induced


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in·duce

 (ĭn-do͞os′, -dyo͞os′)
tr.v. in·duced, in·duc·ing, in·duc·es
1. To lead or move, as to a course of action, by influence or persuasion. See Synonyms at persuade.
2. To bring about or stimulate the occurrence of; cause: a drug used to induce labor.
3. To infer by inductive reasoning.
4. Physics
a. To produce (an electric current or a magnetic charge) by induction.
b. To produce (radioactivity, for example) artificially by bombardment of a substance with neutrons, gamma rays, and other particles.
5. Biochemistry To initiate or increase the production of (an enzyme or other protein) at the level of genetic transcription.
6. Genetics To cause an increase in the transcription of the RNA of (a gene).

[Middle English inducen, from Old French inducer, from Latin indūcere : in-, in; see in-2 + dūcere, to lead; see deuk- in Indo-European roots.]

in·duc′i·ble adj.
ThesaurusAntonymsRelated WordsSynonymsLegend:
Adj.1.induced - brought about or caused; not spontaneous; "a case of steroid-induced weakness"
self-generated, spontaneous - happening or arising without apparent external cause; "spontaneous laughter"; "spontaneous combustion"; "a spontaneous abortion"
Translations

induced

a. pp. de to induce, inducido-a, provocado-a.
References in classic literature ?
Wherefore necessity must be laid upon them, and they must be induced to serve from the fear of punishment.
A strong sense of the value and blessings of union induced the people, at a very early period, to institute a federal government to preserve and perpetuate it.
It is not yet forgotten that well-grounded apprehensions of imminent danger induced the people of America to form the memorable Congress of 1774.
He argued that it enticed men with the calmness of its looks, but when it had induced them to plow its waters, it grew rough and destroyed them.
My object is to explain the motive which has induced me to refuse the right hand of friendship to my cousin, John Herncastle.
There are few things upon which a greater variety of conjectures has been offered than upon the reasons that induced the ancients to distinguish this gulf, which separates Asia from Africa, by the name of the Red Sea, an appellation that has almost universally obtained in all languages.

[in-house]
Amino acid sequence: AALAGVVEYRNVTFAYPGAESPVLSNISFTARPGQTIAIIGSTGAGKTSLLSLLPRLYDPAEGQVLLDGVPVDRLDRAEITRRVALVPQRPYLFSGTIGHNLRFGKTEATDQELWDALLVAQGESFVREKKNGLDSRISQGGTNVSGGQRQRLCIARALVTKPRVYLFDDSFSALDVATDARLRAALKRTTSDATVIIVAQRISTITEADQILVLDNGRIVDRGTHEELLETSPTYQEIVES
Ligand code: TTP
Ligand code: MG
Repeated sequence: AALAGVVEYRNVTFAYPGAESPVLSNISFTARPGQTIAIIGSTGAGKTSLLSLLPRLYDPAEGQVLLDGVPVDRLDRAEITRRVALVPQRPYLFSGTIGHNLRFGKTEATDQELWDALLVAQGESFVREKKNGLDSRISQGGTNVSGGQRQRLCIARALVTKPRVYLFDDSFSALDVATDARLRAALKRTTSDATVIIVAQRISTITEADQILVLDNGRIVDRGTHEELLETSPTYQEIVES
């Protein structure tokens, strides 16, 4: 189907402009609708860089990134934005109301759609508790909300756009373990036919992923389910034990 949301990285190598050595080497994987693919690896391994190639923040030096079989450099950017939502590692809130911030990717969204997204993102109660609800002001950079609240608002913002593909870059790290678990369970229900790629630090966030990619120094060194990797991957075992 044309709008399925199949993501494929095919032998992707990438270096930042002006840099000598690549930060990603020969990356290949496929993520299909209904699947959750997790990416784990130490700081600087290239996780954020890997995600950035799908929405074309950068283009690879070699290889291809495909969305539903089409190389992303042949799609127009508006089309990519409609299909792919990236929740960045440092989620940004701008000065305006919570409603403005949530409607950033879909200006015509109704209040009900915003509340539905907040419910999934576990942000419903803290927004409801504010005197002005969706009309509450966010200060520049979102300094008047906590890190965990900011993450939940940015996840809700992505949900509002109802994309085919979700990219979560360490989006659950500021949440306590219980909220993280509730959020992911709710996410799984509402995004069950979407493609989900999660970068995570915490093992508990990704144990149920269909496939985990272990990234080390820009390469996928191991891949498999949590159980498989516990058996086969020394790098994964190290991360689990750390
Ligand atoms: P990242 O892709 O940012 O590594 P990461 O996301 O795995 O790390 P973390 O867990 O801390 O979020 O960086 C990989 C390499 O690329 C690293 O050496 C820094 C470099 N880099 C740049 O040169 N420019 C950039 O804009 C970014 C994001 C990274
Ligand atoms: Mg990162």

We plied along the coast in this uncertainty two days, till on the first of March having doubled a point of land, which came out a great way into the sea, we found ourselves in the middle of a fair large bay, which many reasons induced us to think was Baylur; that we might be farther assured we sent our Abyssin on shore, who returning next morning confirmed our opinion.
Since then we propose to inquire what civil society is of all others best for those who have it in their power to live entirely as they wish, it is necessary to examine into the polity of those states which are allowed to be well governed; and if there should be any others which some persons have described, and which appear properly regulated, to note what is right and useful in them; and when we point out wherein they have failed, let not this be imputed to an affectation of wisdom, for it is because there are great defects in all those which are already 'established, that I have been induced to undertake this work.
He was an officer of the crown, and had been induced to remove from the Floridas, among the French of the adjoining province, by a rich succession of which he had become the inheritor.
We shall go willingly; (answered Sophia) our hearts have long detested thee, and nothing but our freindship for thy Daughter could have induced us to remain so long beneath thy roof.
I have more especially been induced to do this, as Mr.
He had, doubtless, by secret means, induced the owner of the horses to entrust them to his keeping and could he, a soldier, one used to trust and responsibility, forget his duty in the moment of need?